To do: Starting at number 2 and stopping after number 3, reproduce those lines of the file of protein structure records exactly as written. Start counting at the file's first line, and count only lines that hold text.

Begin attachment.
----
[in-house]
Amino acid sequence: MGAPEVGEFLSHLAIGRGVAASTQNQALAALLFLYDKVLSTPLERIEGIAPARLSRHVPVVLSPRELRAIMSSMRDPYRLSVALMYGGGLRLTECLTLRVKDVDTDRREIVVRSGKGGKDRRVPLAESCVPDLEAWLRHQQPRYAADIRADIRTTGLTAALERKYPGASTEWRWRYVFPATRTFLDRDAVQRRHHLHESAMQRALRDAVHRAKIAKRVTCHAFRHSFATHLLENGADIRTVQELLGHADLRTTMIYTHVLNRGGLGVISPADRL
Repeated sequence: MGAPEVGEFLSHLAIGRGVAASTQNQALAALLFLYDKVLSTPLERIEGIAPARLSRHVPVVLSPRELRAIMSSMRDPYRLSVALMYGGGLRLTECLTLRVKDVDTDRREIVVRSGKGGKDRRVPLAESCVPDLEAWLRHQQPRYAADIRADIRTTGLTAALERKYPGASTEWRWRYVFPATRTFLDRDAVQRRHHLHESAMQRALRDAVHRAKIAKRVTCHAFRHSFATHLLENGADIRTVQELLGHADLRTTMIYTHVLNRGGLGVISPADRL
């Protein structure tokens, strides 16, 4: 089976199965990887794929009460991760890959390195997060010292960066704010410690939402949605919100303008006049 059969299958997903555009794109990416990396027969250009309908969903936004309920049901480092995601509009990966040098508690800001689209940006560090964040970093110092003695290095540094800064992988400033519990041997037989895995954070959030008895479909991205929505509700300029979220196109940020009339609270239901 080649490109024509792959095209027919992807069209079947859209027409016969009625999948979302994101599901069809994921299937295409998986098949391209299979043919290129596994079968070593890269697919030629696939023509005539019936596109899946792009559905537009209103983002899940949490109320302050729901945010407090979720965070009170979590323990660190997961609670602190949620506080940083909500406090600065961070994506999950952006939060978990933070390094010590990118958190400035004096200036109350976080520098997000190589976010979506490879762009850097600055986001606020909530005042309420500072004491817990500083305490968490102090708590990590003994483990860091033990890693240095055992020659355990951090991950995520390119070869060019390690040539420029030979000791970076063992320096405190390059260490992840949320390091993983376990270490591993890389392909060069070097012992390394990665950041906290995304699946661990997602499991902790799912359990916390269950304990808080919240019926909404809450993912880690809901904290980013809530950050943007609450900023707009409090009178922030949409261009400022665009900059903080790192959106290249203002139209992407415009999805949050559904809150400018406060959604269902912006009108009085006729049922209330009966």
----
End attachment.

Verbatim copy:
Amino acid sequence: MGAPEVGEFLSHLAIGRGVAASTQNQALAALLFLYDKVLSTPLERIEGIAPARLSRHVPVVLSPRELRAIMSSMRDPYRLSVALMYGGGLRLTECLTLRVKDVDTDRREIVVRSGKGGKDRRVPLAESCVPDLEAWLRHQQPRYAADIRADIRTTGLTAALERKYPGASTEWRWRYVFPATRTFLDRDAVQRRHHLHESAMQRALRDAVHRAKIAKRVTCHAFRHSFATHLLENGADIRTVQELLGHADLRTTMIYTHVLNRGGLGVISPADRL
Repeated sequence: MGAPEVGEFLSHLAIGRGVAASTQNQALAALLFLYDKVLSTPLERIEGIAPARLSRHVPVVLSPRELRAIMSSMRDPYRLSVALMYGGGLRLTECLTLRVKDVDTDRREIVVRSGKGGKDRRVPLAESCVPDLEAWLRHQQPRYAADIRADIRTTGLTAALERKYPGASTEWRWRYVFPATRTFLDRDAVQRRHHLHESAMQRALRDAVHRAKIAKRVTCHAFRHSFATHLLENGADIRTVQELLGHADLRTTMIYTHVLNRGGLGVISPADRL